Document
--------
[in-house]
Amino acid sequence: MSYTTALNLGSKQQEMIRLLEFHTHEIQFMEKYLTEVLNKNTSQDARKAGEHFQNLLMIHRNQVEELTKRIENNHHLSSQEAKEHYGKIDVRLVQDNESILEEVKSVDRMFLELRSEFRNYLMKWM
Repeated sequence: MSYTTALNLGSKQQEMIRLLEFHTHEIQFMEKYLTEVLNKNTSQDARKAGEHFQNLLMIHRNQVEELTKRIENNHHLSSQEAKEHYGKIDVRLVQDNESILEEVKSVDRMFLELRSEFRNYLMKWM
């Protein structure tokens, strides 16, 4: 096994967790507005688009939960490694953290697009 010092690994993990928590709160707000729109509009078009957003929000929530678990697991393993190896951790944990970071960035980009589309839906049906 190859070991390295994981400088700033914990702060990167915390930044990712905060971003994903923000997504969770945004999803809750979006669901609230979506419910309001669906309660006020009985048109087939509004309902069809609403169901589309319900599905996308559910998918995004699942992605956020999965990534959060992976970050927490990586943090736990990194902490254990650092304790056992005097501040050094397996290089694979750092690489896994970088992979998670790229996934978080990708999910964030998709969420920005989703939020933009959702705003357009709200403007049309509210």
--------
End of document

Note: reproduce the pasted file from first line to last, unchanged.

[in-house]
Amino acid sequence: MSYTTALNLGSKQQEMIRLLEFHTHEIQFMEKYLTEVLNKNTSQDARKAGEHFQNLLMIHRNQVEELTKRIENNHHLSSQEAKEHYGKIDVRLVQDNESILEEVKSVDRMFLELRSEFRNYLMKWM
Repeated sequence: MSYTTALNLGSKQQEMIRLLEFHTHEIQFMEKYLTEVLNKNTSQDARKAGEHFQNLLMIHRNQVEELTKRIENNHHLSSQEAKEHYGKIDVRLVQDNESILEEVKSVDRMFLELRSEFRNYLMKWM
């Protein structure tokens, strides 16, 4: 096994967790507005688009939960490694953290697009 010092690994993990928590709160707000729109509009078009957003929000929530678990697991393993190896951790944990970071960035980009589309839906049906 190859070991390295994981400088700033914990702060990167915390930044990712905060971003994903923000997504969770945004999803809750979006669901609230979506419910309001669906309660006020009985048109087939509004309902069809609403169901589309319900599905996308559910998918995004699942992605956020999965990534959060992976970050927490990586943090736990990194902490254990650092304790056992005097501040050094397996290089694979750092690489896994970088992979998670790229996934978080990708999910964030998709969420920005989703939020933009959702705003357009709200403007049309509210």